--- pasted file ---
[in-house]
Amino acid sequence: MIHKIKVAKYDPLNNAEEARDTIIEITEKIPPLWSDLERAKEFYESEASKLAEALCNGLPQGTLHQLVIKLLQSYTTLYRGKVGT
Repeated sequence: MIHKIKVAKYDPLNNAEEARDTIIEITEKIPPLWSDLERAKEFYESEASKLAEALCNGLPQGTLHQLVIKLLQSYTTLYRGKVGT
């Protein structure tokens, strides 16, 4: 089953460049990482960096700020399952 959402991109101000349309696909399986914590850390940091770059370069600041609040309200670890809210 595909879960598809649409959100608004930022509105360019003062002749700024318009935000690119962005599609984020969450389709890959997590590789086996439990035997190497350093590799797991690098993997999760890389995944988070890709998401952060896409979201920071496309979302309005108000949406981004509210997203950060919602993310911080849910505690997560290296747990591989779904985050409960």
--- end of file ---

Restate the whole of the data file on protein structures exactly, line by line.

[in-house]
Amino acid sequence: MIHKIKVAKYDPLNNAEEARDTIIEITEKIPPLWSDLERAKEFYESEASKLAEALCNGLPQGTLHQLVIKLLQSYTTLYRGKVGT
Repeated sequence: MIHKIKVAKYDPLNNAEEARDTIIEITEKIPPLWSDLERAKEFYESEASKLAEALCNGLPQGTLHQLVIKLLQSYTTLYRGKVGT
């Protein structure tokens, strides 16, 4: 089953460049990482960096700020399952 959402991109101000349309696909399986914590850390940091770059370069600041609040309200670890809210 595909879960598809649409959100608004930022509105360019003062002749700024318009935000690119962005599609984020969450389709890959997590590789086996439990035997190497350093590799797991690098993997999760890389995944988070890709998401952060896409979201920071496309979302309005108000949406981004509210997203950060919602993310911080849910505690997560290296747990591989779904985050409960």